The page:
The Kasdin and Walter (1992) method works for any arbitrary exponent (Beta) and as an appendix they give core program c code. The Fourier transform and its inverse, uniform distribution random number generation (range 0-1), and generation of Gaussian random deviates were performed using c routines (Press et al., 1988). One programming change was made in that the user should put in a standard deviation rather than a variance. It reduces a square root computation, if nothing else! With comments, there are 634 lines of code in four programs.
The program was executed as follows to generate the simulated data:
powlnsim -n 2048 -slope < Beta > -scatter 0.250 -seed 1000
Each run of the program generated 2048 points, with the chosen Beta, with the indicated scatter, and with the same random number generator seed for each Beta. The Beta were selected to run from 0.0 (White PM) to -4.0 (Random Walk FM) at a step of 0.25, where "white" denotes non-frequency-dependent, PM is phase-modulated noise, and FM is frequency-modulated noise.
The results are shown below. Most interesting is to watch the noise grow up out of White PM dominate around White FM and then smooth out by Random Walk FM (leaving only the low-frequency/long period) structure. This indicates a scale change of the dominant noise from very high frequency to very low frequency. Also, there is an amplitude change going from the standard deviation value at White PM to the largest amplitudes for the Random Walk FM case. Continuous wavelet transform analysis should show these characteristic scale and amplitude changes very nicely, and show the fluctuations with time--this work has yet to be added.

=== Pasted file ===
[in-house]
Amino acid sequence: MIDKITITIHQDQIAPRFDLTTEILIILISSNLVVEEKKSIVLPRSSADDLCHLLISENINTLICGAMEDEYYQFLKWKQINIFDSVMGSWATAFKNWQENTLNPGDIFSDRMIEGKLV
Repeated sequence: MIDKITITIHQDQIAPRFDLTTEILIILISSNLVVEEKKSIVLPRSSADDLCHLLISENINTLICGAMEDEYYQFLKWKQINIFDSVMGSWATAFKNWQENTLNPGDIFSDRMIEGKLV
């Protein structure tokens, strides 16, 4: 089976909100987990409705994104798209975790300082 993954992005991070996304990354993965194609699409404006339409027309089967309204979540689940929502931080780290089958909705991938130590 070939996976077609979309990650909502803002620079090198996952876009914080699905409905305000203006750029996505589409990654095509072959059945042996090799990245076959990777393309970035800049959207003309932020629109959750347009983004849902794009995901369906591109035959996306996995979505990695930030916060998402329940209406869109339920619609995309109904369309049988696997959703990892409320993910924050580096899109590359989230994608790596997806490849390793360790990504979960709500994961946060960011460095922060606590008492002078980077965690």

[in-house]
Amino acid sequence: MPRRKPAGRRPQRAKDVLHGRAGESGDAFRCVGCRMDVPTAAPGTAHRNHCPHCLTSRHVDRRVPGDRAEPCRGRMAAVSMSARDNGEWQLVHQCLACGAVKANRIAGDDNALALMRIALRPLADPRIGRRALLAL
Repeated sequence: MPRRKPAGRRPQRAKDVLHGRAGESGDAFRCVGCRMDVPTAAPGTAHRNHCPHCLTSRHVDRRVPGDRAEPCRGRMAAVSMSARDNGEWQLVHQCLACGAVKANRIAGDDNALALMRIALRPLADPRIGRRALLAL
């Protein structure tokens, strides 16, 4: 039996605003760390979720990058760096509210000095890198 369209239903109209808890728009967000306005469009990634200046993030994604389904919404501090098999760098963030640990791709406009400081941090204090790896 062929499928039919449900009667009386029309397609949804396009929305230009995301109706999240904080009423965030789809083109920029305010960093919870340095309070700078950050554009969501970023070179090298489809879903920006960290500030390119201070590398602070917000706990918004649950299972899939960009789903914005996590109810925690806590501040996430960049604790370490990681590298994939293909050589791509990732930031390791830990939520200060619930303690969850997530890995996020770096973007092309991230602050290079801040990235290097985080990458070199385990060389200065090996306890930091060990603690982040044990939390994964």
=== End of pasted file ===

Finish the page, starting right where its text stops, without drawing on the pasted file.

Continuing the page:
Several of the standard noise exponent data were run through the program Stable32 and the characteristic slopes were indicated (TDEV) with some slight, but not unexpected, deviations.
Animated loop of all time series images. (154 KB)
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Kasdin, N.J. and Walter, T. (1992), "Discrete Simulation of Power Law
Noise," in Proceedings of the 1992 IEEE Frequency Control Symposium, pp. 274-283.
Press, W.H, et al. (1988). Numerical Recipes in C: The Art of Scientific Computing (Cambridge University Press, Cambridge), p. 735.